Minister of Transport and Communications Mutotwe Kafwaya says government is reviewing the concession made between the Road Transport and Safety Agency (RTSA) and Intelligent Mobility Solutions (IMS) Limited, admitting that complaints about speed camera fines being too high were genuine.
And Kafwaya says the launch of the national airline has reached the third and critical stage where final inspections are being made by the Civil Aviation Authority (CAA).
Speaking on a Pan African radio programme dubbed: “Government issues” Kafwaya said the issues raised among citizens on the concession agreement signed between RTSA and IMS were in fact legitimate, adding that the agreement was being reviewed.
“The concession you made reference to is something I became aware of long time ago. This concession has been debated. I think the issues that the people have been bringing about are legitimate. Now, if they are legitimate what do we need to do as government? We need to look at those particular issues that are contentious and be able to access them; is that happening? I can assure that, yes, it is happening. The concession is under review right now,” Kafwaya revealed.
“We’re actively looking at what the result of the review would be, and for me, the result of the review must benefit the Zambian people as well us business in general, isn’t it? The review will be focusing on the specific issues that have been raised by the Zambian people, but in the end, we must understand that business must be promoted and in promoting business it is that business, which supports the Zambian people.”
He said a foreign company was brought in to improve competitiveness among Zambian business owners who he said were yet to meet the capacity.
“Business, in my view, should be competitive. When you promote competitiveness in business, it trickles down to the people. Now, if a foreigner is more competitive than a Zambian, we must find a way of building capacity in a Zambian so that a Zambian can also become competitive so they compete. The Zambian must be promoted, isn’t it? What level are we as a nation? We base examples of Zambians that have been given jobs for which they don’t even have capacity to do, the same job you give it to a Chinese it is done in three months, but a Zambian fails to do it in three years! So that time should come when we, as a country should rely more on the Zambian people, isn’t it? But are we at that stage yet? I think the Zambian people should be able to answer that,” he said.
“And IMS, as I have been informed is a local company, that is what I have been informed. However, that does not justify that all the issues people complain about are okay, no! Even a local company like IMS can enter into a contract that is unfair and when that contract is unfair, that contract should be looked at; this is why I am looking at that. Government in its entirety should be looked at because we have complained, not just people, even parliamentarians. So, we are actively looking at that and the review is something I will be able to communicate with the public.”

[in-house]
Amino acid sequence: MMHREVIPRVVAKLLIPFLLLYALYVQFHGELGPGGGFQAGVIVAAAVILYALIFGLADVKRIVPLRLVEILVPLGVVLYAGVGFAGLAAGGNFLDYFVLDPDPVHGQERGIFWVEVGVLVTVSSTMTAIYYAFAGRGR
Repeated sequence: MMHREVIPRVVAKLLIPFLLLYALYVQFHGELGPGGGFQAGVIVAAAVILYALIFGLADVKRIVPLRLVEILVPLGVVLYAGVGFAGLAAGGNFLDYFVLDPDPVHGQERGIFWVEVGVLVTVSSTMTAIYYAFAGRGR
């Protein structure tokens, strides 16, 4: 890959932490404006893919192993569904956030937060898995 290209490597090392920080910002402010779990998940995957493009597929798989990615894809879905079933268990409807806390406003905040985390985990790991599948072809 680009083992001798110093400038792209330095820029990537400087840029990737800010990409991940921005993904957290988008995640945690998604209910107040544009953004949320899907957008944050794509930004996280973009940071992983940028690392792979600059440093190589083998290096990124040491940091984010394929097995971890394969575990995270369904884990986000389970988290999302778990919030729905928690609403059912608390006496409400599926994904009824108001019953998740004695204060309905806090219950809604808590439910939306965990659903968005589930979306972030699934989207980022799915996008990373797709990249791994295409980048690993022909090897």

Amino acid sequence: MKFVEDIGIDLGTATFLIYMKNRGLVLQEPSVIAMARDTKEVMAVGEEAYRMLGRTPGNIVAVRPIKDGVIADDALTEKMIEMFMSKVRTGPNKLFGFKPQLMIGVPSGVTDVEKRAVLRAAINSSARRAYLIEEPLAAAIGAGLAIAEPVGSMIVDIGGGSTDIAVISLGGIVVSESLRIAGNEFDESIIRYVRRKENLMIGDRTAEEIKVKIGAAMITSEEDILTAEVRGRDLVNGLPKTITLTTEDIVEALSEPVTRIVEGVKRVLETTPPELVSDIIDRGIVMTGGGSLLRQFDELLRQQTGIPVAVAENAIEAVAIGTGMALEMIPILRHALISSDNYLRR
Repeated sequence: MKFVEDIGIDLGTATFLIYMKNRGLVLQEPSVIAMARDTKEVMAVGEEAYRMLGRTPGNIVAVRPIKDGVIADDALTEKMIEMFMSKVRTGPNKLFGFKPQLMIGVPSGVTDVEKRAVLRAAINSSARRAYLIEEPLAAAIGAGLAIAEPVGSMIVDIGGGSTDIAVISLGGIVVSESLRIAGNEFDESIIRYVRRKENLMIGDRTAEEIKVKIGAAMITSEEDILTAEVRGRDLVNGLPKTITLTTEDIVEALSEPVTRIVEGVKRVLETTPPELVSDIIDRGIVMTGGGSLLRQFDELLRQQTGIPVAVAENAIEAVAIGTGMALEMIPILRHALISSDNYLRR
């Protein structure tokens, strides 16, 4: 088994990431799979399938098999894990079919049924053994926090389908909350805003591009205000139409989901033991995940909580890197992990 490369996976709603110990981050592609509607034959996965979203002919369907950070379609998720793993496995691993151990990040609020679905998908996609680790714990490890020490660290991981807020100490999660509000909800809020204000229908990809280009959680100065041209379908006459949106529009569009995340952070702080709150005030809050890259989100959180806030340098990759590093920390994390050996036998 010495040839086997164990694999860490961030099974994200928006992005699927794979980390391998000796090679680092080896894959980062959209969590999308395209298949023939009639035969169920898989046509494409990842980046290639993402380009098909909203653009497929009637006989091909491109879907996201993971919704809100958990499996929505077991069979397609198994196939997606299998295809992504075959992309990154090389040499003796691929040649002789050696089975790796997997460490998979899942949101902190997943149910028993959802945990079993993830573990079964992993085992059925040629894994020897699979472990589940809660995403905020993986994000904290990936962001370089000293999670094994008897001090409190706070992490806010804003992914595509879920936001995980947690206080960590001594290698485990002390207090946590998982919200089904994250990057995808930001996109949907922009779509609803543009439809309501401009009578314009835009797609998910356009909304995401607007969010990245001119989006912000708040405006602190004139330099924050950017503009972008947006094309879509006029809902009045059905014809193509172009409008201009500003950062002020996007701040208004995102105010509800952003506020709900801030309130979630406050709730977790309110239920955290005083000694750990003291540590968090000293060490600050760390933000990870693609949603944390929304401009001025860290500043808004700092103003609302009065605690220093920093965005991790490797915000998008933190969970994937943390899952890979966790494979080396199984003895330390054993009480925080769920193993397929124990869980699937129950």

And Kafwaya announced that the launch of the much-hyped national airline had reached the third and critical stage where final inspections were being made.
“At the moment, we have put a number of things in place, what is remaining is the final certificate from the CAA; it is currently doing the final inspections so that they give us this certificate; once they give us this certificate, we will be ready to launch. For those who want us to see us in the air, the question that follows is when? I am afraid that is not in my control because the CAA has to do its certifications, and its certification has to be done through its various important stages and this includes checking the aircraft; assessing safety features; assessing skills; assessing capabilities and they will do even some kind of a test flight whether we as Zambians are capable of taking off and landing…we say these are safety issues and that we need comply to,” Kafwaya explained.
“So, that certification process is going; once it is completed, we will be able to set a date for launching. I must say this is a five-stage process and at the moment, we are at stage number three and I have been informed that this is the most critical stage; once we go through this stage, we will be able to go through the last stages and then we will able to go. Why don’t I have the date? The process (of) the final certification from CAA is something I can’t determine when it will come to a completion because we have to leave the CAA to undertake its process without interference.”
He pledged that government would not interfere with date of the launching of the national airline.
“The world is looking at what we are doing in preparing Zambia Airways to take off! And safety in aviation is something that cannot be taken for granted because planes don’t land in the air! They never do, so we have to be very meticulous the way we do this assessment and CAA has to do that. Suppose there is a bit of back and forth within CAA and Zambia Airways in terms of refining the issues that need to be done prior to that launch, they have to do it without anybody interfering and this is my position and this is government’s position. We have to make sure that CAA is satisfied that Zambia Airways has the features to fly,” stressed Kafwaya.